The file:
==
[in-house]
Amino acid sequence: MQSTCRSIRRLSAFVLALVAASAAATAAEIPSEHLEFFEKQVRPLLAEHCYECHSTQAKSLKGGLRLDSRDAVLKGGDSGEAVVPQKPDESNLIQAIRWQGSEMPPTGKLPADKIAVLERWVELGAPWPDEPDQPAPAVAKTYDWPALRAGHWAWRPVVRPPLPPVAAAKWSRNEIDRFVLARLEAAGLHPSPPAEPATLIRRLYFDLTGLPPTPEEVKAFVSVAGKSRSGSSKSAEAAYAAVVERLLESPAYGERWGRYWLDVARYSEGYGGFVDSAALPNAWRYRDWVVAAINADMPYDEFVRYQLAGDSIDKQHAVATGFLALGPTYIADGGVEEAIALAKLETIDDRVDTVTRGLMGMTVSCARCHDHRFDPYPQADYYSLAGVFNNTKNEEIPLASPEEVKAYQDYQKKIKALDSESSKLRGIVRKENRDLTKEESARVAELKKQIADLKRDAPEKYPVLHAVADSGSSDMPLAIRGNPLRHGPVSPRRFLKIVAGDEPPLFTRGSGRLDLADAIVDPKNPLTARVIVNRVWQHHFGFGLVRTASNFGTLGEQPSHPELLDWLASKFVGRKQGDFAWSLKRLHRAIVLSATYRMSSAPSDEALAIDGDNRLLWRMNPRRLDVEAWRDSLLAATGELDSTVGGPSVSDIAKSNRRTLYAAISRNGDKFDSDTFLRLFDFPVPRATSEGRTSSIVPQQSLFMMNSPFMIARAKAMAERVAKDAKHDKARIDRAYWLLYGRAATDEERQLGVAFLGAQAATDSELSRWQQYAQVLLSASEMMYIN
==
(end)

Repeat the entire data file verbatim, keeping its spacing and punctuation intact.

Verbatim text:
[in-house]
Amino acid sequence: MQSTCRSIRRLSAFVLALVAASAAATAAEIPSEHLEFFEKQVRPLLAEHCYECHSTQAKSLKGGLRLDSRDAVLKGGDSGEAVVPQKPDESNLIQAIRWQGSEMPPTGKLPADKIAVLERWVELGAPWPDEPDQPAPAVAKTYDWPALRAGHWAWRPVVRPPLPPVAAAKWSRNEIDRFVLARLEAAGLHPSPPAEPATLIRRLYFDLTGLPPTPEEVKAFVSVAGKSRSGSSKSAEAAYAAVVERLLESPAYGERWGRYWLDVARYSEGYGGFVDSAALPNAWRYRDWVVAAINADMPYDEFVRYQLAGDSIDKQHAVATGFLALGPTYIADGGVEEAIALAKLETIDDRVDTVTRGLMGMTVSCARCHDHRFDPYPQADYYSLAGVFNNTKNEEIPLASPEEVKAYQDYQKKIKALDSESSKLRGIVRKENRDLTKEESARVAELKKQIADLKRDAPEKYPVLHAVADSGSSDMPLAIRGNPLRHGPVSPRRFLKIVAGDEPPLFTRGSGRLDLADAIVDPKNPLTARVIVNRVWQHHFGFGLVRTASNFGTLGEQPSHPELLDWLASKFVGRKQGDFAWSLKRLHRAIVLSATYRMSSAPSDEALAIDGDNRLLWRMNPRRLDVEAWRDSLLAATGELDSTVGGPSVSDIAKSNRRTLYAAISRNGDKFDSDTFLRLFDFPVPRATSEGRTSSIVPQQSLFMMNSPFMIARAKAMAERVAKDAKHDKARIDRAYWLLYGRAATDEERQLGVAFLGAQAATDSELSRWQQYAQVLLSASEMMYIN